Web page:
"Well, I'm a-standin' on a corner in Winslow, Arizona--
it's such a fine sight to see:
It's a girl, my lord, in a flatbed Ford,
slowin' down to take a look at me.
Come on, baby, don't say, 'Maybe.'
I've gotta know if your sweet love is gonna save me...
Take it easy, take it easy.
Don't let the sound o' your own wheels
make you crazy." --The Eagles
commentary by michael j. wright
Someone once said that a picture is worth a thousand words. The photograph I wish to discuss is protected by one: a password. Woe and alas and something else I'm sure, my tech-savvy is insufficient to hackus-packus said image to a pixilated point right before your very eyes. I would, like, rend my garments and tear out my hair, really I would, were it not for two factors. One: I feel that my writing chops are up to the task of activating the projector in your mind, and in far fewer than a thousand words. Two: while it is important that you have some idea of the image itself first, the main point of this post will be the caption that comes with it. (News Flash! Writer Discusses Words Not Pictures. Video at 11.)
The photo is patriotic porn in an almost-pure form. It is the sort of image that seems designed specifically for those who have an absurd need to feel disproportionately proud of living in the land in which by chance they were born, but who need, you know, a little help getting their blood stirred. I'm sure the symbolism in the image is indeed stirring, too, if you're into that sort of thing-- almost enough to make you want to recite "The Star-spangled Banner." I said recite, not sing. Francis Scott Key did not write a song, he wrote a poem. It was his Original Intent that it be recited, dammit-- all four stanzas. Yea and aye, lo and high, this country started to lose its way or something, fellow citizens, the day we put that [stuff] to music. Only by getting back to the fundamentals and whatnot will we be able to come together as a People and beat Ohio State or whatever.
By now you are probably wondering about the actual picture.
Oh, fine, then, I guess I'll tell you.
A bald eagle is perched atop a flagpole.
Hanging limply from the pole is a United States flag.
Well, you know what they say about a limp flag: typically, it is a symptom of being in the middle of a large high-pressure center. Hey, if you can't joke about the weather, what can you joke about?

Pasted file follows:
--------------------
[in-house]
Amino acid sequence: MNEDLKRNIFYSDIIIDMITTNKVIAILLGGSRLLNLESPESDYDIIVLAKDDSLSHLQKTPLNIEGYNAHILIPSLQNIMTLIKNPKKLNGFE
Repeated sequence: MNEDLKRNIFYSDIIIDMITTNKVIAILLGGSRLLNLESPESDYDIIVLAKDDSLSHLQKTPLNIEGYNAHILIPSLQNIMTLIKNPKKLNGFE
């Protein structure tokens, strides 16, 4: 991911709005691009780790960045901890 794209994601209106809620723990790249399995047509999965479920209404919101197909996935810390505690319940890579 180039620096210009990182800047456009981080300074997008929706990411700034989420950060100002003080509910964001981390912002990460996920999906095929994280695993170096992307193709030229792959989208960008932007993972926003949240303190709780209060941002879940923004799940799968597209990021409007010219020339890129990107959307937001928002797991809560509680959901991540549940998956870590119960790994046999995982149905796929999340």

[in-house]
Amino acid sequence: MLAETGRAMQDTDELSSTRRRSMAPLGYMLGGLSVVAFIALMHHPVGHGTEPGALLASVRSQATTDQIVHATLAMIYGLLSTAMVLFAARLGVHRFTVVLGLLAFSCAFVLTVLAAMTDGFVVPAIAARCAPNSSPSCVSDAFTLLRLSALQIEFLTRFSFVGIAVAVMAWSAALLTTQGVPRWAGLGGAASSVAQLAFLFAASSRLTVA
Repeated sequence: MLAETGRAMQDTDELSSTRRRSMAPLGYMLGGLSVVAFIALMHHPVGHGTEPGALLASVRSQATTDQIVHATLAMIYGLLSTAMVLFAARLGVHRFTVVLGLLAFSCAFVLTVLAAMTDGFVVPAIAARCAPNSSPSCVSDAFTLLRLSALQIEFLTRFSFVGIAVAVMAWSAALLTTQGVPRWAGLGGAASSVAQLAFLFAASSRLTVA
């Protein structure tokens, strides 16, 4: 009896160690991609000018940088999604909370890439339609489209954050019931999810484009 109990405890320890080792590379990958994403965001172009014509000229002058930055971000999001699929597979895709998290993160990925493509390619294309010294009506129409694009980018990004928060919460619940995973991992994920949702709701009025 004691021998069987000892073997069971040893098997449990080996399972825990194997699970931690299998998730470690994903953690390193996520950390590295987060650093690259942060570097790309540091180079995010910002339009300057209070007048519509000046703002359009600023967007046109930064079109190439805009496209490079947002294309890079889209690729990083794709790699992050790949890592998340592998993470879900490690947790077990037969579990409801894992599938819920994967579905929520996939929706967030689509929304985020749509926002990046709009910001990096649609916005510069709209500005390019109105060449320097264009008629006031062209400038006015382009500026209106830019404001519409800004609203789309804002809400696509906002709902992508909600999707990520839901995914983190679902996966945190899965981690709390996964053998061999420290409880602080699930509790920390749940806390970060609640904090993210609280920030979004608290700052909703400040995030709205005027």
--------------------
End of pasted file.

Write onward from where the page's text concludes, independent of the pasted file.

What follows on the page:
Admittedly, I am working here with two of the most-recognizable icons in our culture: a bald eagle and a U.S. flag. Moreover, I spent no time detailing the precise orientation of the bird (a shameful short-shrifting of invaluable info, to be sure), nor did I mention the grey backdrop of an overcast sky, nor did I attempt to capture the technicolor vibrancy of either the stars or the stripes. Still, "A bald eagle is perched atop a flagpole. Hanging... from the pole is a United States flag," does put a picture in your mind, right? Seventeen words. Just sayin'.
As I stated earlier, the photograph itself is not what spurred me to compose this diatribe. It was the accompanying caption, which reads:
"Of all the places he could have landed..."
Yes, of all the places he could have landed... this was probably the highest.
Bald eagles are birds-of-prey, which is a cool way of saying they are flying animals who hunt small, non-flying animals. They like to hunt from on high, because it is easier to both see the prey and attack it. Conveniently, they're birds, so hunting from above is rarely a problem. Every now and then, though, all that flapping and coasting and flapping and coasting gets literally tiresome, so they rest. They don't stop hunting, mind you, they just take a break from flying. They prefer to take these government-mandated passivity periods in places that are relatively far off the ground and relatively far from surrounding impediments, the better to see a potential target and swoop down upon it. Flagpoles, it turns out, make for near-perfect vantage points, especially on calm days when that annoying sheet of distractingly colored fabric isn't dangerously dancing about.
For most of us, the odds against seeing a bald eagle in the wild are pretty long. Anyone who finds themselves in such a circumstance, however, with a bald eagle hunting and a flagpole within half a mile, and some time to spend, will likely see him land on it. He won't care what flag is flying from it, either, be it the U.S. stars and stripes, the Confederate stars and bars, or the proud pennant of the Potentate of the Prickly Pear and Chocolate-covered Prune. He will be thinking: Is that a field mouse over there by that bush?
A bald eagle is perched atop a flagpole;
hanging from the pole is a U.S. flag;
and the caption reads:
"hay guys, seen a Balled eegle !! wated 20 mins..
for hi to sit still so i could take a pic !! lol"
Found on Mars this week: A badly corroded
fishing pole, and a spool of light-duty line.